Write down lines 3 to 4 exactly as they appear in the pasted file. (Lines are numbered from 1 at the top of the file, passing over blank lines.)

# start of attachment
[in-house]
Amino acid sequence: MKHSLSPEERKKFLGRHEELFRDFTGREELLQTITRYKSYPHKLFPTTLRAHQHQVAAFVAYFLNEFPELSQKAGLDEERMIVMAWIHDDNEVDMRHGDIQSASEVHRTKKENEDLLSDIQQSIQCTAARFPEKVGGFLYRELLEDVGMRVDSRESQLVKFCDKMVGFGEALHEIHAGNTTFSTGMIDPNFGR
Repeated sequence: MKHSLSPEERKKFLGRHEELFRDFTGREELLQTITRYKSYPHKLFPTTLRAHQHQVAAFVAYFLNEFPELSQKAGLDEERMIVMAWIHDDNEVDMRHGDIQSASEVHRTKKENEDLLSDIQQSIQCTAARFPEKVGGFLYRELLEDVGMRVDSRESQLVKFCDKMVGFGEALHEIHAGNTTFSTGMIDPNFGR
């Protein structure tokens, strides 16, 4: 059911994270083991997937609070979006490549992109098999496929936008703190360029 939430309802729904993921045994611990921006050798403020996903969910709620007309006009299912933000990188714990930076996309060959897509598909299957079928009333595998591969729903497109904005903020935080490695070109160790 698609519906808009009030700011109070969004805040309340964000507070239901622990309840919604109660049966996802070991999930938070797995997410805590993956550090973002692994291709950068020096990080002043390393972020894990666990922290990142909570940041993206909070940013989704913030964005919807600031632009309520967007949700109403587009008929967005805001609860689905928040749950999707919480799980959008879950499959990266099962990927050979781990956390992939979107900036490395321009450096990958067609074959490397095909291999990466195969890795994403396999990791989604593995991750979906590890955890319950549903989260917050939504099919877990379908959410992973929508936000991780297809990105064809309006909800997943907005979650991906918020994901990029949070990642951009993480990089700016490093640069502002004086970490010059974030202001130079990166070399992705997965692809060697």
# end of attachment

Repeated sequence: MKHSLSPEERKKFLGRHEELFRDFTGREELLQTITRYKSYPHKLFPTTLRAHQHQVAAFVAYFLNEFPELSQKAGLDEERMIVMAWIHDDNEVDMRHGDIQSASEVHRTKKENEDLLSDIQQSIQCTAARFPEKVGGFLYRELLEDVGMRVDSRESQLVKFCDKMVGFGEALHEIHAGNTTFSTGMIDPNFGR
């Protein structure tokens, strides 16, 4: 059911994270083991997937609070979006490549992109098999496929936008703190360029 939430309802729904993921045994611990921006050798403020996903969910709620007309006009299912933000990188714990930076996309060959897509598909299957079928009333595998591969729903497109904005903020935080490695070109160790 698609519906808009009030700011109070969004805040309340964000507070239901622990309840919604109660049966996802070991999930938070797995997410805590993956550090973002692994291709950068020096990080002043390393972020894990666990922290990142909570940041993206909070940013989704913030964005919807600031632009309520967007949700109403587009008929967005805001609860689905928040749950999707919480799980959008879950499959990266099962990927050979781990956390992939979107900036490395321009450096990958067609074959490397095909291999990466195969890795994403396999990791989604593995991750979906590890955890319950549903989260917050939504099919877990379908959410992973929508936000991780297809990105064809309006909800997943907005979650991906918020994901990029949070990642951009993480990089700016490093640069502002004086970490010059974030202001130079990166070399992705997965692809060697």